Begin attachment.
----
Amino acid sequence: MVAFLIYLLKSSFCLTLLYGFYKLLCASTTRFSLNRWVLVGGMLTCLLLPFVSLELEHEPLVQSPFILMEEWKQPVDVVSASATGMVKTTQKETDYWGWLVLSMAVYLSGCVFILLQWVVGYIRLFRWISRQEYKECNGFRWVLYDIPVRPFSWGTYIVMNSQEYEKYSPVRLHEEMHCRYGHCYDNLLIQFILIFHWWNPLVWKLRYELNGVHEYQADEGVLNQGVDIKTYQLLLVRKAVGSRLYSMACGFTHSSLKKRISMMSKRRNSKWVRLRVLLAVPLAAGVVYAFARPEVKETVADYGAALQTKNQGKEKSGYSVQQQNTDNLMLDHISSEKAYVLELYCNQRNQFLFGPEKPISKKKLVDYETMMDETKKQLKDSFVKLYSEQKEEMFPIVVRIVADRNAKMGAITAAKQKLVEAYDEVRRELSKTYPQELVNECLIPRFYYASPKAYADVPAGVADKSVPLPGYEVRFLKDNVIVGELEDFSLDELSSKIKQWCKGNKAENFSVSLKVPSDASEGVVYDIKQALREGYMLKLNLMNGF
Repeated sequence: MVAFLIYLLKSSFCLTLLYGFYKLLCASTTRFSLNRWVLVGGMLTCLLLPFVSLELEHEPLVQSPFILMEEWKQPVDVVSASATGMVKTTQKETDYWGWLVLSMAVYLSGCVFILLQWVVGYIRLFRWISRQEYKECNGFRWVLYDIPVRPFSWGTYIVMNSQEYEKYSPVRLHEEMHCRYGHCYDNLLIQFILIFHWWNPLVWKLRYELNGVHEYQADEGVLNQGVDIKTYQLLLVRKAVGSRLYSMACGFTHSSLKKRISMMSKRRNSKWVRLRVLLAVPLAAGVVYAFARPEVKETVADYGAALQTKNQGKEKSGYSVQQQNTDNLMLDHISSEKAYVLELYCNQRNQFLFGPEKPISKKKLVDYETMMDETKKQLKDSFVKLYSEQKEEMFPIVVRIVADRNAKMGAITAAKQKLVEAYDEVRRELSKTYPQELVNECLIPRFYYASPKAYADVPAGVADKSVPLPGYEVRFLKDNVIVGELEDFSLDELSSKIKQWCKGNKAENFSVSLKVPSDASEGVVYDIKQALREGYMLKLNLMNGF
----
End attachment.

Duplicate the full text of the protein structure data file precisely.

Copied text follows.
Amino acid sequence: MVAFLIYLLKSSFCLTLLYGFYKLLCASTTRFSLNRWVLVGGMLTCLLLPFVSLELEHEPLVQSPFILMEEWKQPVDVVSASATGMVKTTQKETDYWGWLVLSMAVYLSGCVFILLQWVVGYIRLFRWISRQEYKECNGFRWVLYDIPVRPFSWGTYIVMNSQEYEKYSPVRLHEEMHCRYGHCYDNLLIQFILIFHWWNPLVWKLRYELNGVHEYQADEGVLNQGVDIKTYQLLLVRKAVGSRLYSMACGFTHSSLKKRISMMSKRRNSKWVRLRVLLAVPLAAGVVYAFARPEVKETVADYGAALQTKNQGKEKSGYSVQQQNTDNLMLDHISSEKAYVLELYCNQRNQFLFGPEKPISKKKLVDYETMMDETKKQLKDSFVKLYSEQKEEMFPIVVRIVADRNAKMGAITAAKQKLVEAYDEVRRELSKTYPQELVNECLIPRFYYASPKAYADVPAGVADKSVPLPGYEVRFLKDNVIVGELEDFSLDELSSKIKQWCKGNKAENFSVSLKVPSDASEGVVYDIKQALREGYMLKLNLMNGF
Repeated sequence: MVAFLIYLLKSSFCLTLLYGFYKLLCASTTRFSLNRWVLVGGMLTCLLLPFVSLELEHEPLVQSPFILMEEWKQPVDVVSASATGMVKTTQKETDYWGWLVLSMAVYLSGCVFILLQWVVGYIRLFRWISRQEYKECNGFRWVLYDIPVRPFSWGTYIVMNSQEYEKYSPVRLHEEMHCRYGHCYDNLLIQFILIFHWWNPLVWKLRYELNGVHEYQADEGVLNQGVDIKTYQLLLVRKAVGSRLYSMACGFTHSSLKKRISMMSKRRNSKWVRLRVLLAVPLAAGVVYAFARPEVKETVADYGAALQTKNQGKEKSGYSVQQQNTDNLMLDHISSEKAYVLELYCNQRNQFLFGPEKPISKKKLVDYETMMDETKKQLKDSFVKLYSEQKEEMFPIVVRIVADRNAKMGAITAAKQKLVEAYDEVRRELSKTYPQELVNECLIPRFYYASPKAYADVPAGVADKSVPLPGYEVRFLKDNVIVGELEDFSLDELSSKIKQWCKGNKAENFSVSLKVPSDASEGVVYDIKQALREGYMLKLNLMNGF